What is a Web/Portal Server?
Download PDF version of this faq: WAS.pdf
Fundamentally, an application server connects database information (from a database server) to the end-user or client program (typically a Web browser). However, there is a need for having an intermediate player in this connection. This player is the Web/Portal server also referred to as a Web Application Server (WAS) and its role is to fulfill the following needs:
This function of an application server occupies a space between the database server and the end user commonly referred to as “middleware”.
Application servers first appeared in client/server computing and on LANs. At first, they were often associated with "tiered" applications, when people described the functionality of applications as two-tiered (database and client program), three-tiered (database, client program, and application server), or n-tiered (all of the above plus something else or “some number of tiers”). N-tier application structure implies the client/server program model. When there are more than three distribution levels or tiers involved, the additional tiers in the application are usually associated with the business logic tier.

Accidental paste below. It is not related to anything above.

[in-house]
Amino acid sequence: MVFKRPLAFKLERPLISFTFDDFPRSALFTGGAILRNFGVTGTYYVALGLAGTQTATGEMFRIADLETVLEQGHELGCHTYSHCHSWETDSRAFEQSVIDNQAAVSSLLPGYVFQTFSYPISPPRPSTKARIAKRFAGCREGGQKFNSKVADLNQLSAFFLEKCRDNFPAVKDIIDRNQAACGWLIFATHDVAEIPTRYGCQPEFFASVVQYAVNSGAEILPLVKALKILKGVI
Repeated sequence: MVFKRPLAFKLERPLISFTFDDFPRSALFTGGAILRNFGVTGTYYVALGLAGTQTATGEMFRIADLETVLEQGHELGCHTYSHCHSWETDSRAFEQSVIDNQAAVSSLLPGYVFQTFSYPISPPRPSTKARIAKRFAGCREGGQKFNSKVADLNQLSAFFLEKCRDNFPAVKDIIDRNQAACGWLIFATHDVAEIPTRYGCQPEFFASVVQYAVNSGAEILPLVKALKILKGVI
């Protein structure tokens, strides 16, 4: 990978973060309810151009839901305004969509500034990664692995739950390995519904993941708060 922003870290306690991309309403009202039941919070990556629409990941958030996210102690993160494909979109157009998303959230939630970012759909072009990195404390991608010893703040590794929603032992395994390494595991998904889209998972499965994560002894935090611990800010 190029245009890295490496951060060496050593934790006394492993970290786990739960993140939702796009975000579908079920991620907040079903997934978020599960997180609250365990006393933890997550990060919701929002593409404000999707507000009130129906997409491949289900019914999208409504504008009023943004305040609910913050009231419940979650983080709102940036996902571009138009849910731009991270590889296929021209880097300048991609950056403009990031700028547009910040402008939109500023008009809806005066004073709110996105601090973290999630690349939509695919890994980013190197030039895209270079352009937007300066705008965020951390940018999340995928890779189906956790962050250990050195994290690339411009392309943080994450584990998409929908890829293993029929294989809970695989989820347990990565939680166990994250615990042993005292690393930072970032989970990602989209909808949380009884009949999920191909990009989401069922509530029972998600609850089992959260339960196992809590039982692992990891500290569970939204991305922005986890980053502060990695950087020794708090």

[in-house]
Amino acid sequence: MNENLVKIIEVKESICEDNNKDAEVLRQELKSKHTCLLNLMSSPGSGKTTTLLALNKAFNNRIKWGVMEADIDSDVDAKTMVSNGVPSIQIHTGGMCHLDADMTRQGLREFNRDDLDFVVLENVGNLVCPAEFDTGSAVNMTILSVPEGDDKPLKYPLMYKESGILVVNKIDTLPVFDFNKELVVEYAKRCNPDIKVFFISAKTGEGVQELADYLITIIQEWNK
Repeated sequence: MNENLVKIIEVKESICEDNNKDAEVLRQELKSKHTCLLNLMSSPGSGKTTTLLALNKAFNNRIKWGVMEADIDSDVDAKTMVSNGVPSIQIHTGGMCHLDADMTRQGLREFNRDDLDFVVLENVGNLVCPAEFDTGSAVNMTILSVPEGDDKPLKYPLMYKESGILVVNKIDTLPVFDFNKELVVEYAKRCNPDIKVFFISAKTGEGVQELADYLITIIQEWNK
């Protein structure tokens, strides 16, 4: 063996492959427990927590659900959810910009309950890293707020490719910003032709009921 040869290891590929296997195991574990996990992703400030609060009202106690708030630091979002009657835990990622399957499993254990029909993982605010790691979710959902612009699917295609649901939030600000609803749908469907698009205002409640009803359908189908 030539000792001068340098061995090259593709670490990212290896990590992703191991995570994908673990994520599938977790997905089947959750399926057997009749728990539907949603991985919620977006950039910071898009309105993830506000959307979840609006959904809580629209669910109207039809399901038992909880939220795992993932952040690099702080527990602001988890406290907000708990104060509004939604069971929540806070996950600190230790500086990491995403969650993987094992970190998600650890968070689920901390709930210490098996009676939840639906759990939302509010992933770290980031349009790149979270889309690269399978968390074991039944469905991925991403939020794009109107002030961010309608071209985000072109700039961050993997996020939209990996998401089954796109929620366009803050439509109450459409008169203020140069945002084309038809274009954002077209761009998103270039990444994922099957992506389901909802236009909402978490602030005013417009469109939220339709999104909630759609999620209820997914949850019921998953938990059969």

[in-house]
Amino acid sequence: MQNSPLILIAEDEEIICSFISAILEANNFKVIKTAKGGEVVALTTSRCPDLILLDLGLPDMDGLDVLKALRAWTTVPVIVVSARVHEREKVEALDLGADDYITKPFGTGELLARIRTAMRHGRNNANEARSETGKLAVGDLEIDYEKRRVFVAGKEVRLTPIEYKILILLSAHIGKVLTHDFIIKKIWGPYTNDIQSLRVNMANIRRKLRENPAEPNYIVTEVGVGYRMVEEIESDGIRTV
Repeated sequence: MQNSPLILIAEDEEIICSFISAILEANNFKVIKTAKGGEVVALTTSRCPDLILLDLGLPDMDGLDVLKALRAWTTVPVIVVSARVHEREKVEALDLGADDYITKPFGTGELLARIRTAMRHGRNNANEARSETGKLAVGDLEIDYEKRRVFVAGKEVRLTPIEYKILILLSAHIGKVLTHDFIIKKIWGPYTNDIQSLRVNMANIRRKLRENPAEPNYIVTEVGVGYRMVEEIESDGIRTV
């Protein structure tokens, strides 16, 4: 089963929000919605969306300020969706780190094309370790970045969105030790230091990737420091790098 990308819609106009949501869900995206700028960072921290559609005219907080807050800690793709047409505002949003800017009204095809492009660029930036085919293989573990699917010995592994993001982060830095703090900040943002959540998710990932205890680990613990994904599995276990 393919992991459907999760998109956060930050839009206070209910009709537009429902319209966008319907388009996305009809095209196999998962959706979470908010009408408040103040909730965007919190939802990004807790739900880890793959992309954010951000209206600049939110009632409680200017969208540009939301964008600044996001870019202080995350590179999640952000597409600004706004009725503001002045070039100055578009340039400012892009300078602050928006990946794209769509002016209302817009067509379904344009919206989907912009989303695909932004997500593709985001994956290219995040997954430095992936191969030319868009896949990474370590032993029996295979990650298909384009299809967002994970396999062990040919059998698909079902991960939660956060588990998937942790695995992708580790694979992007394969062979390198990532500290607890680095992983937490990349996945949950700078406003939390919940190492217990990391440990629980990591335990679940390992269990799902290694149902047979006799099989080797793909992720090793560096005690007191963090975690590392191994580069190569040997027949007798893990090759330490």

This is a complex model of application development that is now present on the World Wide Web. The Web can be three-tiered as well as n-tiered and as such the application server has evolved into what is now referred to as a Web Application Server.
Parallel Crystal is used in the n-tiered model of application development. Where tier one represents the end user making a request from an internet browser. Tier two represents the web application server that among many things controls: the data flow, security, and distribution. Tier three represents the database server and Tier n (the business logic tier) represents a dedicated Parallel Crystal Report Server for report generation.
For additional information please see our Parallel Crystal section.
Some of the many choices for a Web Application Servers include:
|BACK TO TOP
BACK TO START